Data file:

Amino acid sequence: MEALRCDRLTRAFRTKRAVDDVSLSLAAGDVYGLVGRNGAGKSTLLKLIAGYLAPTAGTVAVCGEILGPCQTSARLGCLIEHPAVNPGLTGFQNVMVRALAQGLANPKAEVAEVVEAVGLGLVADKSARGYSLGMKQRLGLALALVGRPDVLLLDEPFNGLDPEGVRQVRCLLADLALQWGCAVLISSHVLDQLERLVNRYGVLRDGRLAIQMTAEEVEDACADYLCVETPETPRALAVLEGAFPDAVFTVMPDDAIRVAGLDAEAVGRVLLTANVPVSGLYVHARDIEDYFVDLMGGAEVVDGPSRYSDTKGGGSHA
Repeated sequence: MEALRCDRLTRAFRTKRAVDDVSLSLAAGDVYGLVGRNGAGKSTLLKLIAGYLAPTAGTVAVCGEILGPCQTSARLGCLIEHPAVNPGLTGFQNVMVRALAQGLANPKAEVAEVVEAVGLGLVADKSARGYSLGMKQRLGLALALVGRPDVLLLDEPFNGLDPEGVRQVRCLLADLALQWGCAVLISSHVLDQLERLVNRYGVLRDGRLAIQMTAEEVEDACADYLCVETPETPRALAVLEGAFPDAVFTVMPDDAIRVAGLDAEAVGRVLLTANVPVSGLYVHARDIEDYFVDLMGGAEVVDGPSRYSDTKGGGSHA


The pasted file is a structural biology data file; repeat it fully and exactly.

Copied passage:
Amino acid sequence: MEALRCDRLTRAFRTKRAVDDVSLSLAAGDVYGLVGRNGAGKSTLLKLIAGYLAPTAGTVAVCGEILGPCQTSARLGCLIEHPAVNPGLTGFQNVMVRALAQGLANPKAEVAEVVEAVGLGLVADKSARGYSLGMKQRLGLALALVGRPDVLLLDEPFNGLDPEGVRQVRCLLADLALQWGCAVLISSHVLDQLERLVNRYGVLRDGRLAIQMTAEEVEDACADYLCVETPETPRALAVLEGAFPDAVFTVMPDDAIRVAGLDAEAVGRVLLTANVPVSGLYVHARDIEDYFVDLMGGAEVVDGPSRYSDTKGGGSHA
Repeated sequence: MEALRCDRLTRAFRTKRAVDDVSLSLAAGDVYGLVGRNGAGKSTLLKLIAGYLAPTAGTVAVCGEILGPCQTSARLGCLIEHPAVNPGLTGFQNVMVRALAQGLANPKAEVAEVVEAVGLGLVADKSARGYSLGMKQRLGLALALVGRPDVLLLDEPFNGLDPEGVRQVRCLLADLALQWGCAVLISSHVLDQLERLVNRYGVLRDGRLAIQMTAEEVEDACADYLCVETPETPRALAVLEGAFPDAVFTVMPDDAIRVAGLDAEAVGRVLLTANVPVSGLYVHARDIEDYFVDLMGGAEVVDGPSRYSDTKGGGSHA